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Korean War veteran presents hospital with his National Defense medal for responding ‘beyond the call of duty’

National Defense Service Medal (Air Force/Released)

Thomas Lombardo, a Korean War Veteran, spent time in fox holes and put himself directly in harm’s way in Korea as a member of the 7th Calvary in the United States Army.

The 90-year-old Great Kills resident modestly says he doesn’t deserve the National Defense medal he received decades ago — but that the healthcare workers who are putting themselves in the trenches for the COVID-19 pandemic do.

Lombardo took his medal, wrote up a dedication and created a plaque, which he presented to Staten Island University Hospital staff in Ocean Breeze.

“I made up my mind that I had to do something to bring [the workers] to light,” Lombardo said. “The ‘thank you’ signs and the clapping and honking will be over. This plaque will last forever.”

The letter said: “It takes a very extraordinary breed of people who can be so selfless. To run and face this pandemic head on rather than retreating. To give yourselves, offering comfort, love, and care to those in need.

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“You doctors, nurses, and staff are the true heroes in this battle and deserve this medal from the Korean War for duty beyond the call of duty. This medal symbolizes those who served during a declared national emergency and that is exactly what you were asked to do,” it went on to say.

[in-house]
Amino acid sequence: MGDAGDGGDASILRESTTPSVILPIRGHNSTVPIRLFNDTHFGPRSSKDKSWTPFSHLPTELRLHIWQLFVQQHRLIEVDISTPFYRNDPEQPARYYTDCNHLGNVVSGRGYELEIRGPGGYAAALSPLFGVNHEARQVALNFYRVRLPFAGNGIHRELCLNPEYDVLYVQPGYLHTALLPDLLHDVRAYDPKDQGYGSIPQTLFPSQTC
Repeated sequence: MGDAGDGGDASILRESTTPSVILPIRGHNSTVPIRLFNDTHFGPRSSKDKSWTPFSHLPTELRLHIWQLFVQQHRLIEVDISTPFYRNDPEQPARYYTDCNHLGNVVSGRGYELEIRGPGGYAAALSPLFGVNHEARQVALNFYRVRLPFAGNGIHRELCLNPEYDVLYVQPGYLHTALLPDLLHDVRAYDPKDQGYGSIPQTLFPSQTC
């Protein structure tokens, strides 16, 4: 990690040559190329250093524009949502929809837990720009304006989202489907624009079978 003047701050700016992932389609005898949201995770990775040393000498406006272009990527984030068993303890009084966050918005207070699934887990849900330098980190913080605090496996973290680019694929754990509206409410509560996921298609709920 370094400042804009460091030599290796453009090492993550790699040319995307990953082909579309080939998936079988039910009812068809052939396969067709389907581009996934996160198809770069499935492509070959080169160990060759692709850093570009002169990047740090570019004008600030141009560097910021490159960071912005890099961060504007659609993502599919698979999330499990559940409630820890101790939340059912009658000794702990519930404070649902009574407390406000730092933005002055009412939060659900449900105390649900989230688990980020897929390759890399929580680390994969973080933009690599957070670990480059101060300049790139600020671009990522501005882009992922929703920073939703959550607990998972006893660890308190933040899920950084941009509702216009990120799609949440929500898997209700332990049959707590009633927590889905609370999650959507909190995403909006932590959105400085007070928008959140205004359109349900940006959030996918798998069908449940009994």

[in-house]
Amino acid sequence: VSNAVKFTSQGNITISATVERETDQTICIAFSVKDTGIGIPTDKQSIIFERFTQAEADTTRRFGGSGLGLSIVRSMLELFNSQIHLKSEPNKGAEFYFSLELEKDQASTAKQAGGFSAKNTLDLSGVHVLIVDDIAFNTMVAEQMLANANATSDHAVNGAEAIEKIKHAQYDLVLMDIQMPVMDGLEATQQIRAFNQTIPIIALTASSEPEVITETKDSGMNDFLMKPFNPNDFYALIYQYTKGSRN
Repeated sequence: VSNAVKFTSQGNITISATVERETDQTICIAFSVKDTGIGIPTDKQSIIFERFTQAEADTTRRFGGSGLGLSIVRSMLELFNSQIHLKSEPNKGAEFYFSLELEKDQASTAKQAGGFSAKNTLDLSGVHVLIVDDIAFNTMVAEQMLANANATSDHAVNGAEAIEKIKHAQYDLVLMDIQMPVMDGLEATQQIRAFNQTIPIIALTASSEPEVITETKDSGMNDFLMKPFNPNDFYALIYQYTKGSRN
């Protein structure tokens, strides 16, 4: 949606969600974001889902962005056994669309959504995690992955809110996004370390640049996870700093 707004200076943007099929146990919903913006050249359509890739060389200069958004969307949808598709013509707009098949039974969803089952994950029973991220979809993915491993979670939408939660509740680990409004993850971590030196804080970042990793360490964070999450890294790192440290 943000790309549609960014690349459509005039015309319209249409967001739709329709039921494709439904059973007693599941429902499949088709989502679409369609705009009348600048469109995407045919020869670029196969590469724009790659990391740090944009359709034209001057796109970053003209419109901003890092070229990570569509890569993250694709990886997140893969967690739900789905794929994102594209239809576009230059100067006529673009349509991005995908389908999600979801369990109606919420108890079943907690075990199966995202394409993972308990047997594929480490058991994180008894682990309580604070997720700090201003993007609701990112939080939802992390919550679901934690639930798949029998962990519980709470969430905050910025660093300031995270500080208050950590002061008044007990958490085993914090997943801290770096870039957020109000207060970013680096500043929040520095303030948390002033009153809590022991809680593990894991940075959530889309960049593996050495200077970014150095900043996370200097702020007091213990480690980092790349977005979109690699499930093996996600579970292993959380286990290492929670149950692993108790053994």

The medal he chose is appropriate, Lombardo said, because the healthcare workers are our defense.

“They deserve that medal – not me,” he told the Advance/SILive.com. “They deserve statues and monuments the same way veterans do. They are fighting for us and putting everybody who comes into the hospital before them and before their families.”

SIUH’s Executive Director Dr. Brahim Ardolic said the hospital was left speechless by Lombardo’s recognition.

“We’re still at a loss of words over Mr. Lombardo’s gift, and his service to our country. To be recognized by someone who was literally on the frontlines in the Korean War, which was long referred to as The Forgotten War, is an honor to all healthcare workers in the fight against this invisible enemy,” Ardolic said.

“Our country’s healthcare provider’s dedication to protect our nation, like the veterans of that war, should never be forgotten and always celebrated. To be recognized by veterans and our servicemen and women is truly humbling, and we thank them for the sacrifices they make every day,” he said.

The most frustrating thing, the war veteran said, is he feels people aren’t taking the COVID-19 pandemic seriously. He said he’s “disgusted” with the people who think the virus is a joke.

“In Korea, people would get killed and it would be over. The virus just snowballs and feeds itself and it will never end if people don’t listen,” said Lombardo.

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© 2020 Staten Island Advance